Vanna In Finds Freedom Behind Bars
By Audra Smith
The 700 Club
The “In” family, with their 6 children, moved to Houston, TX in 1978 as Cambodian refugees from the Vietnam War. Their youngest son, Vanna, was only 3. Growing up, Vanna found America was less a place of refuge and more a place of fear.
“We didn’t understand the language,” Vanna said. “We didn’t understand the culture. We were told by our neighbors and our classmates, in colorful language, to go home, go back to our country, we’re not wanted here.
Outside the home, Vanna faced racism. Inside the home, he was a victim of domestic violence.
“If we did something wrong it would usually lead to physical and verbal abuse,” Vanna said. “As I got older I started looking for trouble. And I didn’t know where this anger came from; I didn’t know how to vent it.”
When the family moved to California in 1992, Vanna took his anger to the streets of Fresno. His older brother joined an Asian gang and Vanna soon followed.
“We were very, very close,” Vanna said. “I always saw him as a tough guy, a guy that you didn’t want to mess with. It was something to do. It was something to be a part of. We have camaraderie, we-we do everything together. We lived that code of, ‘we will even die for each other, or die for the gang.’ We robbed, and we fought and we stole. I mean, we did everything.”
In 1993, Vanna was deep in the gang life and attended a gang peace party, where several rival gangs got together to call a truce.
“When I saw my enemies it was like I was a bull and I saw red,” Vanna said. “I totally ignored the whole purpose of me going there and I used that time to bring glory to my gang. I did that by cussing them out, telling them who I was, and this is who we are. One of the rival gang members, they got tired to it, and so he gave me a good punch in the face.”
“Then we left the scene of the party,” Vanna said. “We finally got ahold of about two guns and we went back and shot the place up.”
Vanna and fellow gang members shot up the party in a “drive-by” and murdered a rival gang member. Authorities arrested Vanna in 1994, and tried him as an adult. Vanna was convicted of second degree murder.
“I thought about my life like, ‘Why am I in this place? How did I get to this point where I’m facing 30 years to life? [I got] 25 for the murder and 5 years for the gun possession. I said, ‘How did I get here?’”
While incarcerated, Vanna started looking for answers in his cultural religion of Buddhism.
“I was like, ‘Well, you know what, it’s maybe because I wasn’t true to Buddha’” Vanna said. “ I didn’t follow Buddha all the way.”
“I visited the temple every other weekend just to help get my life back in order, but, there was no power in Buddhism,” Vanna said. “I mean, I was searching for it. I was trying to get up, but I couldn’t.”
During this time, Vanna’s cellmate began to tell him about Jesus.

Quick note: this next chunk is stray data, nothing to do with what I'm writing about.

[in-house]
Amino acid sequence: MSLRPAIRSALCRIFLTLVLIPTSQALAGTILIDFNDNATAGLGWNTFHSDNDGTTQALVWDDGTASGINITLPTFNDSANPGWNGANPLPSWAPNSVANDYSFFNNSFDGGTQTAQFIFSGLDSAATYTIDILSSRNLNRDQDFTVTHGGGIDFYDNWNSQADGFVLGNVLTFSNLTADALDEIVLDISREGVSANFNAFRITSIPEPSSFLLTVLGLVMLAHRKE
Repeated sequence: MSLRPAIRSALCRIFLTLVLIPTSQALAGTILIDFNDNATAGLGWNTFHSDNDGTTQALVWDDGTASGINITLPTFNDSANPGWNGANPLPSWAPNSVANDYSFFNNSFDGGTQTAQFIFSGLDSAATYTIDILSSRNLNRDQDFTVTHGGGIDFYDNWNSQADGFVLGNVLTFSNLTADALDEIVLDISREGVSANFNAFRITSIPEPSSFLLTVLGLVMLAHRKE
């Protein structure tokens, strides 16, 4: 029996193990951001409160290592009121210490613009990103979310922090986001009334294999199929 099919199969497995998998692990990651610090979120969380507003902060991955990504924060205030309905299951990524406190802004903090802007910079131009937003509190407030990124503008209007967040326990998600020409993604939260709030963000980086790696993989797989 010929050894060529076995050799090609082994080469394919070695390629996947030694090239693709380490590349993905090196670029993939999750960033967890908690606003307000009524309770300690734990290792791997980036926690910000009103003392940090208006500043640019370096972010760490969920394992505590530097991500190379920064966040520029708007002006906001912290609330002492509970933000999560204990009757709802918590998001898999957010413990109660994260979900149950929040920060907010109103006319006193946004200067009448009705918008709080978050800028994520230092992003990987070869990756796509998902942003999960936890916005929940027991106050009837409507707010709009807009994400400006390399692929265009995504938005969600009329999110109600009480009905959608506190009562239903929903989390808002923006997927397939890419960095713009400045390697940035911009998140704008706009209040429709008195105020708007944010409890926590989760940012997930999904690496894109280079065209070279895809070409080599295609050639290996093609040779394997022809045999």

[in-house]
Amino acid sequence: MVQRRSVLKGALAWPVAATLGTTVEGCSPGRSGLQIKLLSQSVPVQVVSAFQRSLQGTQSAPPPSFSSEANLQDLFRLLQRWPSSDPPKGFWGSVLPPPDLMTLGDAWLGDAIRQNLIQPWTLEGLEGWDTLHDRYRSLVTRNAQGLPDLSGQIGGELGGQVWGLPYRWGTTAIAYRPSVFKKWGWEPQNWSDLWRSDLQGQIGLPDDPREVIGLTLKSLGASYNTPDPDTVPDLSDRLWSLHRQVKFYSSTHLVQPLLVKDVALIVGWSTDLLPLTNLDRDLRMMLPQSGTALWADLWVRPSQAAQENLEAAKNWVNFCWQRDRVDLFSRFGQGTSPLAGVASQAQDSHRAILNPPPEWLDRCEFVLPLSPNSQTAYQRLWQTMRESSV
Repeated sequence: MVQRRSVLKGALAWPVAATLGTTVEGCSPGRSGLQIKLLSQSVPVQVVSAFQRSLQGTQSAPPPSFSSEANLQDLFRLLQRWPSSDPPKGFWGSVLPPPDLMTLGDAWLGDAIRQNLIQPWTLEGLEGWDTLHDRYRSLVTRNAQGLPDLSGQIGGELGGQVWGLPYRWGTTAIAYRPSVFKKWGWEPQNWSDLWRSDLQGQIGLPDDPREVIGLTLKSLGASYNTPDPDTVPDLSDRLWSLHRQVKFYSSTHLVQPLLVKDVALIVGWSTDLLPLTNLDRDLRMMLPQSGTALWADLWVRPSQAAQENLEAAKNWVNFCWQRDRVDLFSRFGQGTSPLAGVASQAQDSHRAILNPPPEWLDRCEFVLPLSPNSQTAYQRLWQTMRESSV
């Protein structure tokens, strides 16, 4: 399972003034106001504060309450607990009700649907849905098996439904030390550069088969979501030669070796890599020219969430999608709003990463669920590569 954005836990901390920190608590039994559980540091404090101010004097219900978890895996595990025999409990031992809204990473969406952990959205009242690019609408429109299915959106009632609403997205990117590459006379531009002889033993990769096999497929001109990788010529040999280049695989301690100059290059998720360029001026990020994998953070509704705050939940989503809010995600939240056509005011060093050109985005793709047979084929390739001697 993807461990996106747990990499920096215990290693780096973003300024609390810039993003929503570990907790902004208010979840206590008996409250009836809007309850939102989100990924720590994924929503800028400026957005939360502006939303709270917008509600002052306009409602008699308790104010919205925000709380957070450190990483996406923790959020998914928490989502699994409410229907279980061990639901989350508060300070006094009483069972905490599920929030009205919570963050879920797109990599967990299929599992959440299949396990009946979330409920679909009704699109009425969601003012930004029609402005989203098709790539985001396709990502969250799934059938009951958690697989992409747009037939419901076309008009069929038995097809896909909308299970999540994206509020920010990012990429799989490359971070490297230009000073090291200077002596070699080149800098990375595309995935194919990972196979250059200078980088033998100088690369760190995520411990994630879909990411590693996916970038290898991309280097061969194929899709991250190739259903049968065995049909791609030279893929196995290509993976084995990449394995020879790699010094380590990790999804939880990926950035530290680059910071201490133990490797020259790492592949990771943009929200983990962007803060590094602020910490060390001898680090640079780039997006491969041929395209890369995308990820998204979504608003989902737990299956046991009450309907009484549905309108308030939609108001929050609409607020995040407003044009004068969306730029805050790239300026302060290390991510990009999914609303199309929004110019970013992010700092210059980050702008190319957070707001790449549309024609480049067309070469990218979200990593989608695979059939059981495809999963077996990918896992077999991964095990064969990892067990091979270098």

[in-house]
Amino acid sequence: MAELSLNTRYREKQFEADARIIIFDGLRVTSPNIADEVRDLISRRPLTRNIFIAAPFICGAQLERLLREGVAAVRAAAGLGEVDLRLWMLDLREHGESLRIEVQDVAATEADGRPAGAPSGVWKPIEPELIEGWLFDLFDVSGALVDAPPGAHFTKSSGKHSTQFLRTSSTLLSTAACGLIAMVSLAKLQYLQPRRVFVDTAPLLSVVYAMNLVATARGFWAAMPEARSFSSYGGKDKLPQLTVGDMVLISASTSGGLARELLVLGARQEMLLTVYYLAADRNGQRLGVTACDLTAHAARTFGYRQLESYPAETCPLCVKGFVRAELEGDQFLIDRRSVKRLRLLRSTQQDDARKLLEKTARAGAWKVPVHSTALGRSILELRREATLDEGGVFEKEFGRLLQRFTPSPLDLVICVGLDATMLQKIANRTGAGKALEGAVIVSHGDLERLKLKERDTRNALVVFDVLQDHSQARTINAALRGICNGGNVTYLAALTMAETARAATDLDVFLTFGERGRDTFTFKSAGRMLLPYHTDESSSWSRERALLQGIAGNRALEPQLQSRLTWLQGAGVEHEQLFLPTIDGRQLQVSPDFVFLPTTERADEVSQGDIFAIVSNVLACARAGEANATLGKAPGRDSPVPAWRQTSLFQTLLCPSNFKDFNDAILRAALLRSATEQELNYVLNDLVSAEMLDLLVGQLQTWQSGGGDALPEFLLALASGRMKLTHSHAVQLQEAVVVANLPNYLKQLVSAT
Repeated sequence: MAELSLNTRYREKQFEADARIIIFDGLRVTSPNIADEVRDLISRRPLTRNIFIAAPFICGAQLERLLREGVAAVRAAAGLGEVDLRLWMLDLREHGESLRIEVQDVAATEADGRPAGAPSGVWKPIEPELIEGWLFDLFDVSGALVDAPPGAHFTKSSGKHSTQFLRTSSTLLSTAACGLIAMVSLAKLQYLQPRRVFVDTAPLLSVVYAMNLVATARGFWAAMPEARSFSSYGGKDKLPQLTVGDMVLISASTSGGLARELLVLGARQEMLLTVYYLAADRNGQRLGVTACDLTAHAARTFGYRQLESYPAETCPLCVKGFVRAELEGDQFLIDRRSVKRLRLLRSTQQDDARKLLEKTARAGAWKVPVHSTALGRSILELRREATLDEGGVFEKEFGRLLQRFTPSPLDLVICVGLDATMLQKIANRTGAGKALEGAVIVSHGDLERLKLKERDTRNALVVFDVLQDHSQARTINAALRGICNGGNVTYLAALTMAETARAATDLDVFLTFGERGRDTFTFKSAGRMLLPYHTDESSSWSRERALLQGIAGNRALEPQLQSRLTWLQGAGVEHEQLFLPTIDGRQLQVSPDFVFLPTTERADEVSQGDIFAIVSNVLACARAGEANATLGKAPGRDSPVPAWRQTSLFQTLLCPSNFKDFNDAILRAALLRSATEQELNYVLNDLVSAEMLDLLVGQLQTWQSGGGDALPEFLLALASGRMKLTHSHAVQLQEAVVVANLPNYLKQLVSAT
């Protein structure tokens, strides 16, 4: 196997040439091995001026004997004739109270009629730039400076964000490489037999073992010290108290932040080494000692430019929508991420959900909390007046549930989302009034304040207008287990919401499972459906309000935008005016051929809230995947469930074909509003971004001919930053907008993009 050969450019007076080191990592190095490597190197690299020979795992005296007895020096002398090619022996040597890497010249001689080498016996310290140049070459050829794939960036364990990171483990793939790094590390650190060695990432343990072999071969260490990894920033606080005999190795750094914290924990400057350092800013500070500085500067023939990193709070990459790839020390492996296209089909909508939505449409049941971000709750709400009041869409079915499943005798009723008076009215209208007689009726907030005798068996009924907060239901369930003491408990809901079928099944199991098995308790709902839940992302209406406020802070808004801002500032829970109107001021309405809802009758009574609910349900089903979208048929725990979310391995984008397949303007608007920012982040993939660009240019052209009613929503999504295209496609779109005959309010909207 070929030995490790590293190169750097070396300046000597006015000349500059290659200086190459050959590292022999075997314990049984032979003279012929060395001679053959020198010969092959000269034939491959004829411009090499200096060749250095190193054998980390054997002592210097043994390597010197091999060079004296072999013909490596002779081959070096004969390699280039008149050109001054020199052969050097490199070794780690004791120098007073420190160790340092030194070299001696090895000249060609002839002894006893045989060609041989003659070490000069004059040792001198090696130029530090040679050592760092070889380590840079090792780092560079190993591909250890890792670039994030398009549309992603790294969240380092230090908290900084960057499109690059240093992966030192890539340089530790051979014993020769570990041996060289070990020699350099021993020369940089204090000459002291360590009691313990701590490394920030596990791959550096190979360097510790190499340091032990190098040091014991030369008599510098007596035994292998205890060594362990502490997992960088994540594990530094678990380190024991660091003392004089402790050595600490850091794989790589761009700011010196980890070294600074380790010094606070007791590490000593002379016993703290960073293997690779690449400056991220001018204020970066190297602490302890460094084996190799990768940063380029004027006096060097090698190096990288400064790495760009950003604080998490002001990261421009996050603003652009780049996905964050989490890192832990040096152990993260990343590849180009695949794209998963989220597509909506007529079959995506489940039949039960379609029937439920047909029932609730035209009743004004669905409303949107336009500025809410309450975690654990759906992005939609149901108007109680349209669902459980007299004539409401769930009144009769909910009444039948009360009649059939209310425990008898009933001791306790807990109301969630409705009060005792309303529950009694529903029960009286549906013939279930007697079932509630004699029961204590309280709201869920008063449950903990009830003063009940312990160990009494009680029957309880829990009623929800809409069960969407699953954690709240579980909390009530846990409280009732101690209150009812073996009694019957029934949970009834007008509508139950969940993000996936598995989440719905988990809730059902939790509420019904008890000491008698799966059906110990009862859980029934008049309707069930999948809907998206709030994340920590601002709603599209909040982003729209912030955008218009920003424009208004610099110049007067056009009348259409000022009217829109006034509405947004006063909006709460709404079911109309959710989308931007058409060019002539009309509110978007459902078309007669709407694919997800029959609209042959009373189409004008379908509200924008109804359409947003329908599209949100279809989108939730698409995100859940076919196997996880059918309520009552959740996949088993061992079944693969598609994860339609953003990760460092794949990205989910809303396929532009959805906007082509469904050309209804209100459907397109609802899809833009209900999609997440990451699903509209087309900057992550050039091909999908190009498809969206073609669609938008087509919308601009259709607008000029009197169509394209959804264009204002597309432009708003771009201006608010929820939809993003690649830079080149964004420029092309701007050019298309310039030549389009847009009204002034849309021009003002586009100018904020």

“He knew at the time, that I was searching for peace,” Vanna said. “And he just told me about the love of God. And I told him about Buddha. And so we would have these religious dialogues.
“He would just tell me about how Jesus came on the cross to die for me and how by Him being the perfect sacrifice, He was able to forgive the sins of the world,” Vanna said. “And so that stuck out to me.”
A prison chaplain also started bringing Vanna books about former gang members who gave their lives to Jesus Christ.
“The first book that I remember was God’s Prison Gang,” Vanna said. “Then I read about Al Capone’s Getaway Driver and in reading Al Capone’s Getaway Driver is where I read a verse, John Chapter 15, Verse 16. The verse went ‘For you did not choose me, but I chose you.’”
These people who have committed crimes more heinous than I, some of them are robbers, thieves, and a lot of them were murderers,” Vanna said. “They knew the grace of Jesus. I read about the grace of Jesus and how Jesus met them in their prison cell and their jail cell and He just forgave them. I’m thinking, ‘Wow. If God can forgive them, if and if God sent Jesus to die for them, He did it for me.’”
“So I woke up the brother that was witnessing to me for the last few months and I said, ‘Hey Gabriel, I want to give my life to God.’”
“From there I was excited,” Vanna said. “I was excited because now I knew that something as special as the gift of salvation should not be bottled up. And so I just started telling everybody about Jesus.”
After becoming a Christian, Vanna renounced his gang ties. He was able to strike a plea bargain and was moved the California Youth Authority until he was 25 years old. In 2001, Vanna was released.
“Jesus gave me the power to walk away,” Vanna said. “Jesus gave me the power to give my allegiance to Him and not to a gang that brought nothing but heartache and pain. And so that’s how I was able, through Christ, leave the gang life. “
Today, Vanna is married and with a son, and works as a pastor and youth counselor in the same neighborhood in Fresno, that he used to terrorize as a gang member.
“Those that have been hurt, if they want to be released from all the venom and the pain that they have, it’s not going to go away holding onto it, Vanna said. “The only way they can have true healing is through Jesus Christ.”
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